A doctor diagnosed this Michigan mom with “ego-dystonic lesbianism”
Tatiana Arena-Villareal and her wife and child.Photo: Screenshot/Fox 2 News
A woman in Michigan found out that her doctor diagnosed her with “ego-dystonic lesbianism” at a recent appointment. Ego-dystonic homosexuality is an outdated diagnosis that reflects “a desire to change one’s orientation” that medical organizations like the American Psychological Association have opposed for decades.
“I don’t want this to happen to anybody else,” Tatiana Arena-Villareal told Fox 2 News after she saw the diagnosis on her chart. “I don’t want anybody to have a diagnosis in their chart that suggests they have a mental illness because of who they love.”
Related: How homosexuality stopped being a disease
Arena-Villareal said that she was troubled because she didn’t even discuss her sexuality with her doctor.
She said that she went to her doctor in Troy for a routine checkup, along with her wife and their six-month-old baby. She had her checkup and then her wife did with the same doctor.
She didn’t think that her doctor had discriminated against her until she checked her chart online later.
“I went to my chart and I looked at my last year’s results and saw I was diagnosed with ego-dystonic lesbianism,” Arena-Villareal said. “It’s a discriminatory diagnosis, and that was deemed over 30 years ago.”
Arena-Villareal contacted local media and after some calls, her doctor called her back on Monday and apologized.
“She said, ‘I can remove this if you want me to,’ and I said, ‘Of course I do. This is not something that exists anymore and it’s not something I want to follow me throughout my life,’” Arena-Villareal said.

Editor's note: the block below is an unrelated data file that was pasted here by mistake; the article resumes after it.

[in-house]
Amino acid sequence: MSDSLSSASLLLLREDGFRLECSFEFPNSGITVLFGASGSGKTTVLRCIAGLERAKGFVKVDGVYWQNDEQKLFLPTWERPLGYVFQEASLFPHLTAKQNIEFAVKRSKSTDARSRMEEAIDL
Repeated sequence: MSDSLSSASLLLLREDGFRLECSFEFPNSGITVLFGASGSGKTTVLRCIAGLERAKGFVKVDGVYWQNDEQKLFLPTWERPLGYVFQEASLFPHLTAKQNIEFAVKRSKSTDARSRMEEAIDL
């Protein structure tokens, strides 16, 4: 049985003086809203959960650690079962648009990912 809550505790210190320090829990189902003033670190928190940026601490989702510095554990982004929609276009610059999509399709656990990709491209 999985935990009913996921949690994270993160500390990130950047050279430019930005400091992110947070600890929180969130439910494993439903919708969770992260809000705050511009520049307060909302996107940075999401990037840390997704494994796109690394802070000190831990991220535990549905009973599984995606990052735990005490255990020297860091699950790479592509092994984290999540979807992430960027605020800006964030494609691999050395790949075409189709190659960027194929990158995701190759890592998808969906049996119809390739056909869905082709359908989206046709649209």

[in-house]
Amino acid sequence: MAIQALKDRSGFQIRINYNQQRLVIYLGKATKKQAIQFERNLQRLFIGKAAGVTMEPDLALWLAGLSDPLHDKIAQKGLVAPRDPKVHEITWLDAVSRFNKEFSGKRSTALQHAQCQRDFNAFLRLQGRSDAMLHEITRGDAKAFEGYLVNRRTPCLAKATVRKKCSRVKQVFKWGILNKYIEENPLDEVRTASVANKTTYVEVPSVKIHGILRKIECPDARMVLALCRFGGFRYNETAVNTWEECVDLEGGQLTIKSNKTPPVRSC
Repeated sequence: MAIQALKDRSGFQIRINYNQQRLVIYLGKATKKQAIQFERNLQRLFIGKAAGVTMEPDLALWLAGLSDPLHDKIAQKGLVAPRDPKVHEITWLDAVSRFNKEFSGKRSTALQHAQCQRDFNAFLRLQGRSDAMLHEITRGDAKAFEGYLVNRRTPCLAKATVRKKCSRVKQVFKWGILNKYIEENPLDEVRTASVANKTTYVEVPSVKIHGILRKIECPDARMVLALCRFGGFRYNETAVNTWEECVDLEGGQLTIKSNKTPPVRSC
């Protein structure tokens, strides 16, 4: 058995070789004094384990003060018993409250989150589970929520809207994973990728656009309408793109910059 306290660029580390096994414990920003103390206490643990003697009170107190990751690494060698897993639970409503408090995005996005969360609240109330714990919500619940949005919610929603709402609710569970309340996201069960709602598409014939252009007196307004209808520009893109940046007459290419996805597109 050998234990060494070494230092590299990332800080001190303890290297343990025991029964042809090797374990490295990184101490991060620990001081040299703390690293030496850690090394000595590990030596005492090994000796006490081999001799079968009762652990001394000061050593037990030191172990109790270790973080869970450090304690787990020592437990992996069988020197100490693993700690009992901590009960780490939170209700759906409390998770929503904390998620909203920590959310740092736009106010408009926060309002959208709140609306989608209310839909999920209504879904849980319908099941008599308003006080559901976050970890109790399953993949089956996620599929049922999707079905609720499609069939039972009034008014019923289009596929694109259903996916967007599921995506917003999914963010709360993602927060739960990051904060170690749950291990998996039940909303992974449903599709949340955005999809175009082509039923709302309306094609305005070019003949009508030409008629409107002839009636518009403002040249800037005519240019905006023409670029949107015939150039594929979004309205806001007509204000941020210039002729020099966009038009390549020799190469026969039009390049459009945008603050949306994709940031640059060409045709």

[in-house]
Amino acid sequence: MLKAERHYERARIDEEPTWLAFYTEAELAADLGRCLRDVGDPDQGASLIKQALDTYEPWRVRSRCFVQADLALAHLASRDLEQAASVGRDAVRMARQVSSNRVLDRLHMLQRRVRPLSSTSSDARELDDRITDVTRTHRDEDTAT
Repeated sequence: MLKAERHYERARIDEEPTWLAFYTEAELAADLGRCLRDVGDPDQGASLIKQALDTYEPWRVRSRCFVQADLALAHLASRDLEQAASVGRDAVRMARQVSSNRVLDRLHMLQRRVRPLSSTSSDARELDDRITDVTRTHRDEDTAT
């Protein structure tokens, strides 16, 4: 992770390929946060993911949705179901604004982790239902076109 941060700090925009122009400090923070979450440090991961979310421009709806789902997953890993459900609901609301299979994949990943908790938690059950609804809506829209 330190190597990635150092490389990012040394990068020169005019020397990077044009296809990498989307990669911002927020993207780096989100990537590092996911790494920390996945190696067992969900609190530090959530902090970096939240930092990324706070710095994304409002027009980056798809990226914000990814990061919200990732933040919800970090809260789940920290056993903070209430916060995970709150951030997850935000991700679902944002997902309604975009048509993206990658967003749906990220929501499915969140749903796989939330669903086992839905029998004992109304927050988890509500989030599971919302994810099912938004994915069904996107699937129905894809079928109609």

Still, she hopes that this will be a wake-up call.
“This just shows there is still a lot of work to do,” she said.
The diagnosis was added to the third edition of the Diagnostic and Statistical Manual of Mental Disorders (DSM-III) in 1980. It doesn’t say that being gay or bi itself is a disorder, but that “having a sexual orientation or an attraction that is at odds with one’s idealized self-image” is. It’s characterized by anxiety and “a desire to change one’s orientation or become more comfortable with one’s sexual orientation.” It was removed in 1987.
The World Health Organization (WHO) had the same diagnosis and said that it means “the individual wishes [their sexual orientation] were different because of associated psychological and behavioral disorders, and may seek treatment in order to change it.” The WHO started the process to remove the diagnosis and it is expected to be out in the 2022 edition of the International Statistical Classification of Diseases and Related Health Problems (ICD).
If that sounds familiar – gay people aren’t all disordered, but some want to become straight and psychologists should help them – that’s because it’s how conversion therapy practitioners defend what they do. It makes it sound like they’re defending freedom of choice when they fight against conversion therapy bans, even though minors and some LGBTQ adults don’t have much of a choice in the matter.
Sexual orientation can’t be changed through therapy and conversion therapy actually increases anxiety, depression, and suicidal thoughts, which is why mainstream organizations like the APA oppose conversion therapy.